• In late February 2014, a serious SSL vulnerability was discovered in OS X Mavericks. Apple released OS X Mavericks version 10.9.2 to address this issue. ISC strongly recommends that all users of OS X Mavericks upgrade to version 10.9.2 immediately.


OS X Mavericks is a significant release with over 200 new features. Many of these features are based on similar or equivalent features from iOS. Below are some changes that may be interesting to the Penn community.

  • Visual redesign: Many Apple core applications, particularly iCal and Contacts, have been reworked visually to remove much or all of the skeumorphic elements (such as leather stitching, wood textures, etc.), leaving a very flat, abstract design.
  • Maps: Apple has integrated a maps application into Mavericks built on the technology developed for its Maps iOS app. Maps for OS X is visually beautiful and the rendering of map images is quite good, but it still relies on the much-maligned back end used for the iOS version.
  • Advanced multiple displays: Multiple display support has been improved with each display receiving its own menu bar and full-screen operation being allowed on a per-display basis. This allows one application to run full screen on a display while multiple applications are running on another display, or multiple displays each displaying one full screen application. Via AirPlay streaming to Apple TVs, HDTVs can be used as fully featured displays as well.
  • Notifications: Another feature brought in from iOS and similar to the longstanding notification program Growl, Mavericks now displays notifications of messages, new emails, FaceTime calls and more as popups on the side of the screen and in an expandable sidebar.
  • Finder tabs and tagging: Multiple new features are available in Finder, notably the ability to have tabbed Finder windows, with each tab displaying a different folder or file, and the ability to tag files and folders. The tags are then searchable, allowing more robust file organization without subjecting them to a deep folder hierarchy.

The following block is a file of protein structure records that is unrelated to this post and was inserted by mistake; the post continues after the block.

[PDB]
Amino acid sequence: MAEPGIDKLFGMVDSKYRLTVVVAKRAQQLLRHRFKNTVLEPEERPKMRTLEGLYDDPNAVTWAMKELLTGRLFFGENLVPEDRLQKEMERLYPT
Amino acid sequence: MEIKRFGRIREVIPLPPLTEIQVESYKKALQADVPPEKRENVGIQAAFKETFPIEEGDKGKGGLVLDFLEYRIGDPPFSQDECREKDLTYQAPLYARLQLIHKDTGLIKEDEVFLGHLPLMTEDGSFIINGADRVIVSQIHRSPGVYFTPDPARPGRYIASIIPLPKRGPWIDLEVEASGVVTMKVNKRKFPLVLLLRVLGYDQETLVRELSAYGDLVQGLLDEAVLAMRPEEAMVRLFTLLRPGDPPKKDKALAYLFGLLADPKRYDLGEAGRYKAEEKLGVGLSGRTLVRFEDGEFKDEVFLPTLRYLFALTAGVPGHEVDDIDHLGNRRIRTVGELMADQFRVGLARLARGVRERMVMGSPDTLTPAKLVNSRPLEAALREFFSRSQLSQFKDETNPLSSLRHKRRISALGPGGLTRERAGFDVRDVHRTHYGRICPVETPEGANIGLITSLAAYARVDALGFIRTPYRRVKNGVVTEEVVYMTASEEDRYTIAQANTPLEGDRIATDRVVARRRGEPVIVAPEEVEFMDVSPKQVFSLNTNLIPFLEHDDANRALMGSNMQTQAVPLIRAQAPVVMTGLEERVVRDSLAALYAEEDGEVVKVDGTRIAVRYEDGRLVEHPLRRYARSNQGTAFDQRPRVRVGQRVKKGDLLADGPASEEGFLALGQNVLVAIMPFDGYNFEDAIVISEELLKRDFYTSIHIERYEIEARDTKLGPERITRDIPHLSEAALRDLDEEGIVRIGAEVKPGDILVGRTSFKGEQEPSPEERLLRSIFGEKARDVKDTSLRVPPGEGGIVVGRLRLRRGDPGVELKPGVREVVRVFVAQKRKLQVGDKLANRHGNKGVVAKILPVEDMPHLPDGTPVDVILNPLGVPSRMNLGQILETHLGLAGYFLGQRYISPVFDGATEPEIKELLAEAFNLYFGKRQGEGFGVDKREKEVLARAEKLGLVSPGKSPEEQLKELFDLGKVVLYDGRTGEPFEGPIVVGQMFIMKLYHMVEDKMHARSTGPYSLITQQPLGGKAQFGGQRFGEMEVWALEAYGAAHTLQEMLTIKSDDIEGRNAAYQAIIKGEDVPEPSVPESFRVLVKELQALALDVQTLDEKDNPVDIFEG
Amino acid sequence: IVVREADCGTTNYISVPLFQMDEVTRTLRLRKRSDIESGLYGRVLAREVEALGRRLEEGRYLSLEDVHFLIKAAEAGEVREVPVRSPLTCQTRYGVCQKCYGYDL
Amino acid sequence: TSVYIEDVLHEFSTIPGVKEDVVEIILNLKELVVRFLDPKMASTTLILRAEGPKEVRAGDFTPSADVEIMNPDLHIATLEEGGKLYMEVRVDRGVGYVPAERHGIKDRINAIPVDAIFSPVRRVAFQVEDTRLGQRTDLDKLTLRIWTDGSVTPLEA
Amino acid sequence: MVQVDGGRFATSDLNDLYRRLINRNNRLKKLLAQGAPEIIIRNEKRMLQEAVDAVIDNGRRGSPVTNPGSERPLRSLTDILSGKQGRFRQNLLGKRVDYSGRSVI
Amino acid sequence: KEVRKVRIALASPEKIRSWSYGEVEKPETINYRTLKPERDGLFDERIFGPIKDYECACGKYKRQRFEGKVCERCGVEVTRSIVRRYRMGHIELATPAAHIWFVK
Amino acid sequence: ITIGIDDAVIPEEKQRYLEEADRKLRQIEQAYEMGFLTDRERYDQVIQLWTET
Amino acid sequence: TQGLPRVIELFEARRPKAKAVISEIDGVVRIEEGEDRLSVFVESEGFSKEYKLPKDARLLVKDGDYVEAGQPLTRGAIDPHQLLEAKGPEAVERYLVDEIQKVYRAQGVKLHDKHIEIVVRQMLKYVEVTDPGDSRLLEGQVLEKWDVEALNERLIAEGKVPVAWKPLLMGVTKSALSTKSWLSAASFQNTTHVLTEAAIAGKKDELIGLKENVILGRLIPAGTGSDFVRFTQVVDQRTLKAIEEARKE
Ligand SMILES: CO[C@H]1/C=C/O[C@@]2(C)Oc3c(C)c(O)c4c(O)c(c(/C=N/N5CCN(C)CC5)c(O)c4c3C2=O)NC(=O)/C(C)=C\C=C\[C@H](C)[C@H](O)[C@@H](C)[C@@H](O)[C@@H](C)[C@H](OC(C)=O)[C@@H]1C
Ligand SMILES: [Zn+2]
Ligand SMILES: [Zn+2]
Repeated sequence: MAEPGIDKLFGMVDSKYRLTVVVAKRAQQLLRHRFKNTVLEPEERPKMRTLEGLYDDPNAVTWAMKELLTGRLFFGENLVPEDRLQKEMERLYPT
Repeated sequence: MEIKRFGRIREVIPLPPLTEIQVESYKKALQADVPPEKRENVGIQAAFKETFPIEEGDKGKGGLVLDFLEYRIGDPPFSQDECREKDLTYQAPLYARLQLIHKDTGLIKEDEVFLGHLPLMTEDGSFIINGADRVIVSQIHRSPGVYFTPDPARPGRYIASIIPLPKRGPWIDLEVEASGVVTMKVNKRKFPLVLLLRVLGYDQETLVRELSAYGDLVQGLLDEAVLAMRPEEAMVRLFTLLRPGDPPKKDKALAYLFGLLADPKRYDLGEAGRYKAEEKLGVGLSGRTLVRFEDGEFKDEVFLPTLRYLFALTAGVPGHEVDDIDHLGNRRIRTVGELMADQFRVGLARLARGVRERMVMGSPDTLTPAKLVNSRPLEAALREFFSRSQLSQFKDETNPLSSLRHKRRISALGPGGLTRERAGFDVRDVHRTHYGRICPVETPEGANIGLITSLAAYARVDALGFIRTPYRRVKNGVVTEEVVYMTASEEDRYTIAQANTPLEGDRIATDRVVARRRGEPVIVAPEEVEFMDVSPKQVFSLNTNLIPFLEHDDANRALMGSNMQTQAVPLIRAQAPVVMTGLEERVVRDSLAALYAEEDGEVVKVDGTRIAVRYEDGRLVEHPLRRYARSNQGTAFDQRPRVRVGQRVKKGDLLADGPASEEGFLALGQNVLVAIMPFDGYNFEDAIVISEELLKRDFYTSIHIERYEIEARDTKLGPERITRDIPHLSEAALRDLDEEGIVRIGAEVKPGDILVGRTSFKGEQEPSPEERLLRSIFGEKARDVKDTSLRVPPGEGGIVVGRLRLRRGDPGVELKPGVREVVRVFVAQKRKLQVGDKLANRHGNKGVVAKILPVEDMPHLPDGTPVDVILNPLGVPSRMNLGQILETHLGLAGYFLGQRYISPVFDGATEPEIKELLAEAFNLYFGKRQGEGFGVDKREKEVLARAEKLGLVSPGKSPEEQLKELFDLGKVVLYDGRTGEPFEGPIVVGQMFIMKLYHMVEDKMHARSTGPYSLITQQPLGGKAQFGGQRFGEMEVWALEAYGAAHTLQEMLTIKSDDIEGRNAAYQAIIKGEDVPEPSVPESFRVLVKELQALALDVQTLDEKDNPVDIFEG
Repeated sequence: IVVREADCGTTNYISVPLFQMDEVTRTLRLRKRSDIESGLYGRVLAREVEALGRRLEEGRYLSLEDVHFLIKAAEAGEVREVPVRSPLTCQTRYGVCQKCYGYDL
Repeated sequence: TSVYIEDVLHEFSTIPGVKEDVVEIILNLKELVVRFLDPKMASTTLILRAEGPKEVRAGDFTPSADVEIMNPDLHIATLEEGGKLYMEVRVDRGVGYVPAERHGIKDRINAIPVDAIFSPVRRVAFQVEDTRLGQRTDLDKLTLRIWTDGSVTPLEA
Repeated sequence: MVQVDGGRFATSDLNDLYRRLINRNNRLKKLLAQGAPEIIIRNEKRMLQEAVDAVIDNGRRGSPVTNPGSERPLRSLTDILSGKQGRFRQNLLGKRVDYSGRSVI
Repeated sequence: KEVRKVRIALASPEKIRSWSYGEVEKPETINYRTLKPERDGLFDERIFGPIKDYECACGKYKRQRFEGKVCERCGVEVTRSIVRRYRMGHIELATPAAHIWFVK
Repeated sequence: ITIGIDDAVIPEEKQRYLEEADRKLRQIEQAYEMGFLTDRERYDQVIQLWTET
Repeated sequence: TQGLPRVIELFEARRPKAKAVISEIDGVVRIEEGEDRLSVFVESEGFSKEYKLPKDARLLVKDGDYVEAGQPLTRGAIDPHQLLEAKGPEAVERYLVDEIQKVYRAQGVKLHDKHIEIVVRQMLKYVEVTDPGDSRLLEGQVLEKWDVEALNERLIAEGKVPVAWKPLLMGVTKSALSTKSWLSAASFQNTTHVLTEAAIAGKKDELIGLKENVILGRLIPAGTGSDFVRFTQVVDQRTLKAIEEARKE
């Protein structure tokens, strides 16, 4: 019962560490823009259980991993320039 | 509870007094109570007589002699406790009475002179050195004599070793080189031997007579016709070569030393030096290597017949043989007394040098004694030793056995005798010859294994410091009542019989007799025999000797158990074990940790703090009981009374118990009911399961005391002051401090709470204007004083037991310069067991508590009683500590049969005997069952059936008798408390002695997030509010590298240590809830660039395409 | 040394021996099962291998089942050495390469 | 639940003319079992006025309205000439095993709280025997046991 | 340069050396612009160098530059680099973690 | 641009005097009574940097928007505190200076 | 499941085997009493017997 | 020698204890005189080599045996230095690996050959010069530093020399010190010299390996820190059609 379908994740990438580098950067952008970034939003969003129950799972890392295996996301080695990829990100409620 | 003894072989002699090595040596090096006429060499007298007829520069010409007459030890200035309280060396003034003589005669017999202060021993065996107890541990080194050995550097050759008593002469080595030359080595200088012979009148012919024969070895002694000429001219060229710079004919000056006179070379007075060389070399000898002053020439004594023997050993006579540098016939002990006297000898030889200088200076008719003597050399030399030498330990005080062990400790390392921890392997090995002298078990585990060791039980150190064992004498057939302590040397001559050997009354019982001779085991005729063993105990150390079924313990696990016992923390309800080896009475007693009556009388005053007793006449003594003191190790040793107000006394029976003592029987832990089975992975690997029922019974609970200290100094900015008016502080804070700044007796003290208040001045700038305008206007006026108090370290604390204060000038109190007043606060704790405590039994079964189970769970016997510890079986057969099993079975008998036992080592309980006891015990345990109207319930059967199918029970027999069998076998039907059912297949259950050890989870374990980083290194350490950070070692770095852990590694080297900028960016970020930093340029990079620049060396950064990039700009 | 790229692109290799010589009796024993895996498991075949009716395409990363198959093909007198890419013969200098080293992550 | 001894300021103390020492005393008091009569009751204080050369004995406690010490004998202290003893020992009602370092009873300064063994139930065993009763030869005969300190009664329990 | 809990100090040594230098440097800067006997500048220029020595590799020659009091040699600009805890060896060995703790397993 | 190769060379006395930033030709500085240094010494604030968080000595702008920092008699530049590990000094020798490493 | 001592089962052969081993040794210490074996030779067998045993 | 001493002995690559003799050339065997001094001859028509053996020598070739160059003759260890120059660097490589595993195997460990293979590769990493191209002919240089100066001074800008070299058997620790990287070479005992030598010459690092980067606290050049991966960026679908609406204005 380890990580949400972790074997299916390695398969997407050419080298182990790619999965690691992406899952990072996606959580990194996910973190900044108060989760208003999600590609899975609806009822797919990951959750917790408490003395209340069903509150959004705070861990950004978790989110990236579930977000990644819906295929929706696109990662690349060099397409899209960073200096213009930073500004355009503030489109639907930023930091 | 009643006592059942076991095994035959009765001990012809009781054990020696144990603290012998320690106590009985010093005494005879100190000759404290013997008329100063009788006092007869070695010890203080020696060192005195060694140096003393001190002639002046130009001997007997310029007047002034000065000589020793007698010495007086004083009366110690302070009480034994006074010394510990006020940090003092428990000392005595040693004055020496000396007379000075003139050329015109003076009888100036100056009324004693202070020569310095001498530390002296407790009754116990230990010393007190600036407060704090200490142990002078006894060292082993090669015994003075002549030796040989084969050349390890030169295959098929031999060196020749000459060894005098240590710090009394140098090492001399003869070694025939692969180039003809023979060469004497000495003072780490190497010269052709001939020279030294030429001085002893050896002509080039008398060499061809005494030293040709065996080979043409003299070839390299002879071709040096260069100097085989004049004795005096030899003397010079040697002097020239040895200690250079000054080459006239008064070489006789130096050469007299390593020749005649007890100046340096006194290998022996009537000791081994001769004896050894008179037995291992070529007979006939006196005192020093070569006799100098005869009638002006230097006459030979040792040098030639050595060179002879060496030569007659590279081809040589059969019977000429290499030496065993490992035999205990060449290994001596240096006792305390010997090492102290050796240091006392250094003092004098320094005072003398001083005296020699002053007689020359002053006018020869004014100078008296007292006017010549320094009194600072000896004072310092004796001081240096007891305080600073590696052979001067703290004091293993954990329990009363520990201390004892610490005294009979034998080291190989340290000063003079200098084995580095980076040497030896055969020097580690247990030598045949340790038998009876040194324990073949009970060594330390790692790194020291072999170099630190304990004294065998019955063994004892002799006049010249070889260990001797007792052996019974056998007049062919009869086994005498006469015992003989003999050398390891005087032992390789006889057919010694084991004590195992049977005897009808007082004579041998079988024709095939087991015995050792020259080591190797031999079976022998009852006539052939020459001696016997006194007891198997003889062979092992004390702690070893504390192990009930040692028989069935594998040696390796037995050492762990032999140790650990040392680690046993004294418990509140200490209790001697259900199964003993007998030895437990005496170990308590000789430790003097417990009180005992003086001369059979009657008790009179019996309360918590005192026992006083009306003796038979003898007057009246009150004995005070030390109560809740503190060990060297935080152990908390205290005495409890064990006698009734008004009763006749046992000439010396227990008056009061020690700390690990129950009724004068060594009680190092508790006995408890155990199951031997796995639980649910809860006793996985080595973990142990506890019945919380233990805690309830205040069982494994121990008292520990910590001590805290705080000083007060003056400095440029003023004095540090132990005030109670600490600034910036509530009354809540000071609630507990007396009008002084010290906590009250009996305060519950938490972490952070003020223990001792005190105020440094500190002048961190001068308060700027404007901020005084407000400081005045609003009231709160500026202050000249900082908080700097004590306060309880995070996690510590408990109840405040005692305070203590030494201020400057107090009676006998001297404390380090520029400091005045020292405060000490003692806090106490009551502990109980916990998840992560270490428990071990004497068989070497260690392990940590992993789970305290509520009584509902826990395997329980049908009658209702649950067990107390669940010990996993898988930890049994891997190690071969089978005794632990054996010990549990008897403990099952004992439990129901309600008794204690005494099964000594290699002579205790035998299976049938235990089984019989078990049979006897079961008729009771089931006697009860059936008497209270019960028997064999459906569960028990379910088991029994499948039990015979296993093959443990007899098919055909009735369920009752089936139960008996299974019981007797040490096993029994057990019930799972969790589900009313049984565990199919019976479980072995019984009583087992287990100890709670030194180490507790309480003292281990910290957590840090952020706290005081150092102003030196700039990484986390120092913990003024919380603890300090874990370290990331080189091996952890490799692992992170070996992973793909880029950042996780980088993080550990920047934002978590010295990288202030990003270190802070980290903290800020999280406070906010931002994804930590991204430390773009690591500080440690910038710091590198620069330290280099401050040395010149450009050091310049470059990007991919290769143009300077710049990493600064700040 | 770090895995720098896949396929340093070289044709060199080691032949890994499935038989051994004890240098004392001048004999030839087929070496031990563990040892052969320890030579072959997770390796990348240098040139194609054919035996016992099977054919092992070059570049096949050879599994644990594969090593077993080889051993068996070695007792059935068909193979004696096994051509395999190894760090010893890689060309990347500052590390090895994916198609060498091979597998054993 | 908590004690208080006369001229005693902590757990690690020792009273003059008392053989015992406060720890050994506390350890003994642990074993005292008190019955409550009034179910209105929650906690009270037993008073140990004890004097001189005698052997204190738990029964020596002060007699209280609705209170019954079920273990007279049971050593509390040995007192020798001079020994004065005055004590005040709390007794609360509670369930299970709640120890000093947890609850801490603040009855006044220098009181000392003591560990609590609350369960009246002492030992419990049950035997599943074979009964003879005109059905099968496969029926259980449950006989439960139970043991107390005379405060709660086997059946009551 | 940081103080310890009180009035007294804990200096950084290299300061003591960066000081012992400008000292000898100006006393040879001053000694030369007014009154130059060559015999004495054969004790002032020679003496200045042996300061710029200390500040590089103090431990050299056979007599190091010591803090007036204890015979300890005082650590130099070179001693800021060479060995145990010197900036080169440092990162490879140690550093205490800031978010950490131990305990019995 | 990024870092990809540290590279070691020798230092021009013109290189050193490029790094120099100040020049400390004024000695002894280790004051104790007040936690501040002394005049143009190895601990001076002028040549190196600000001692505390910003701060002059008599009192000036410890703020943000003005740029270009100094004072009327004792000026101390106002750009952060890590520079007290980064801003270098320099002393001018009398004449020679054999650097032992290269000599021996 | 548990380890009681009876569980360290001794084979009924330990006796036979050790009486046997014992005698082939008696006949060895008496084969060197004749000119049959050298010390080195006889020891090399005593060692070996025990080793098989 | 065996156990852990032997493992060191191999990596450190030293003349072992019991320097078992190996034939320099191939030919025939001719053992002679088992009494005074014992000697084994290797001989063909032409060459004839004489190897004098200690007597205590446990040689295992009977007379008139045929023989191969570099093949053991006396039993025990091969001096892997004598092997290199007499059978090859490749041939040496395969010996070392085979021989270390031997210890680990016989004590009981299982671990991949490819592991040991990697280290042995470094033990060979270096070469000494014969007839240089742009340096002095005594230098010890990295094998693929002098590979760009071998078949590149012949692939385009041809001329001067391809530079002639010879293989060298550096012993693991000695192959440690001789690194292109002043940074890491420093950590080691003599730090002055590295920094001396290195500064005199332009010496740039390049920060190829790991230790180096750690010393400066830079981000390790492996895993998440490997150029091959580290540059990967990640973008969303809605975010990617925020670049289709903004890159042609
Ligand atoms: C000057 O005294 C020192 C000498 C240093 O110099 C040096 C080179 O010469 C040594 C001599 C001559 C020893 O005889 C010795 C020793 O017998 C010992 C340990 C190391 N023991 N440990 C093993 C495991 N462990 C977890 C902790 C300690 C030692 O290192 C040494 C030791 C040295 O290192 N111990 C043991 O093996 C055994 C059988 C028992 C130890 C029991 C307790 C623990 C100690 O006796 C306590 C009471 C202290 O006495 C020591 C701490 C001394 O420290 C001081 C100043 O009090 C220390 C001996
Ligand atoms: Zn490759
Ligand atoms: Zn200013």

• Improved speed and efficiency: A number of features (Timer Coalescing, App Nap, Safari Power Saver, and Compressed Memory) designed to improve speed and power consumption have been implemented: the result is that CPU usage is significantly reduced and thus battery life is significantly extended.


The flat design of OS X Mavericks is at once appealing to some users and off-putting to others; regardless, it follows the direction Apple established in iOS 7 following the departure of Scott Forstall, the last major proponent of skeumorphic design at Apple.

Given the prevalence of Mac notebooks at Penn, and the improvements already seen in the Haswell architecture released in 2013, the performance increase and battery life extension afforded by OS X Mavericks arguably might be its most important "under the hood" feature.

The free release of OS X Mavericks may obviate the need for a Penn licensing model for any modern OS X: any currently supported Mac computer can run Mavericks. Current data indicates that this is encouraging quicker adoption of OS X Mavericks within Penn's installed base of OS X users, and ISC believes that many (if not most) users will move to OS X Mavericks some time in FY2014.

-- Michael McLaughlin, John Mulhern III, & Vern Yoneyama, ISC Technology Support Services (October 22, 2013, last updated on February 26, 2014)

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Date Posted: October 7, 2013 Tags: Technical Info, Supported Product, Apple, OS X, Mavericks, Essentials